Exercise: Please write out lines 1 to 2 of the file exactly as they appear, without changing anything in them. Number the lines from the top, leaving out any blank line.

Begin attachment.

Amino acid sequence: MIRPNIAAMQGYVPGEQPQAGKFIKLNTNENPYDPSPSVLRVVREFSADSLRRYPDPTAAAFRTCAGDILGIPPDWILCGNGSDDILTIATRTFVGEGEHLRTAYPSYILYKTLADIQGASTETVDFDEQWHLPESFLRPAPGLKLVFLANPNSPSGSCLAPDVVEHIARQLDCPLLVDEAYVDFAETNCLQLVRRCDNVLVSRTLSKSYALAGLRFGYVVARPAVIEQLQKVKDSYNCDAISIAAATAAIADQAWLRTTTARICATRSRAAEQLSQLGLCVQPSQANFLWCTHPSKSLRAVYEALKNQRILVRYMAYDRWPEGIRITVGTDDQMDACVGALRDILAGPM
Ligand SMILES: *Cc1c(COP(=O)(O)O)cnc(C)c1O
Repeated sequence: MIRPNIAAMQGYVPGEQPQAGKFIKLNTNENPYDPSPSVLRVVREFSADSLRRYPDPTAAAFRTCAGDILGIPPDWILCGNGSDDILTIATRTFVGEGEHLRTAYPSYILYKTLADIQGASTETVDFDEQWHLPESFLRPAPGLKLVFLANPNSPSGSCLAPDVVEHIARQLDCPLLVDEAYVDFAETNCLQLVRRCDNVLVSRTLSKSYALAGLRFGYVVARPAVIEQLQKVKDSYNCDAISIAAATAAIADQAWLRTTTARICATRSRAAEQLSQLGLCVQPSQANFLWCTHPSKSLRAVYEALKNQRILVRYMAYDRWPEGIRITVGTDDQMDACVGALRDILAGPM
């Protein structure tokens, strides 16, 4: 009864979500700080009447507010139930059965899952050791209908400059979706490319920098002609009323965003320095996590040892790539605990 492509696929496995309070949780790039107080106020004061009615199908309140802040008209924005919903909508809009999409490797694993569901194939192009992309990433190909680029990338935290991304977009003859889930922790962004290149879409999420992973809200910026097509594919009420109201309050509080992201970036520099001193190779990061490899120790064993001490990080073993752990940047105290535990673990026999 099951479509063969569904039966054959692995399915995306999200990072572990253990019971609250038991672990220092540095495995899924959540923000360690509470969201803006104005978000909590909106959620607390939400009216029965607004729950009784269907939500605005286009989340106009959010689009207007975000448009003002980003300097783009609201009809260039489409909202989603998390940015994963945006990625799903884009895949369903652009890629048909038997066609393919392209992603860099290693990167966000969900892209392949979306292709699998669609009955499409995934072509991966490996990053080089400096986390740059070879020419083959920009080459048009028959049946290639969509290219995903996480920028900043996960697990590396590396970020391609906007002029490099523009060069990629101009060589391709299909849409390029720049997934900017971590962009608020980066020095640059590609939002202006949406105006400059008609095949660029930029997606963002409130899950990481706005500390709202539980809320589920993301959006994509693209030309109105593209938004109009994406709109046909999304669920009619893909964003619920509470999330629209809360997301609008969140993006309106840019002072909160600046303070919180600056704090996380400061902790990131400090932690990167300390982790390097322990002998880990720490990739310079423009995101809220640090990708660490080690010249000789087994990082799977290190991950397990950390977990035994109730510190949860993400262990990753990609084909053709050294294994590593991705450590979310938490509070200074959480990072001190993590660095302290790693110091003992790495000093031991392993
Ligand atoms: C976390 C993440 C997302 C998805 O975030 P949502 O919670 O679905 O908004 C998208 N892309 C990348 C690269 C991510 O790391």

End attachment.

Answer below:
Amino acid sequence: MIRPNIAAMQGYVPGEQPQAGKFIKLNTNENPYDPSPSVLRVVREFSADSLRRYPDPTAAAFRTCAGDILGIPPDWILCGNGSDDILTIATRTFVGEGEHLRTAYPSYILYKTLADIQGASTETVDFDEQWHLPESFLRPAPGLKLVFLANPNSPSGSCLAPDVVEHIARQLDCPLLVDEAYVDFAETNCLQLVRRCDNVLVSRTLSKSYALAGLRFGYVVARPAVIEQLQKVKDSYNCDAISIAAATAAIADQAWLRTTTARICATRSRAAEQLSQLGLCVQPSQANFLWCTHPSKSLRAVYEALKNQRILVRYMAYDRWPEGIRITVGTDDQMDACVGALRDILAGPM
Ligand SMILES: *Cc1c(COP(=O)(O)O)cnc(C)c1O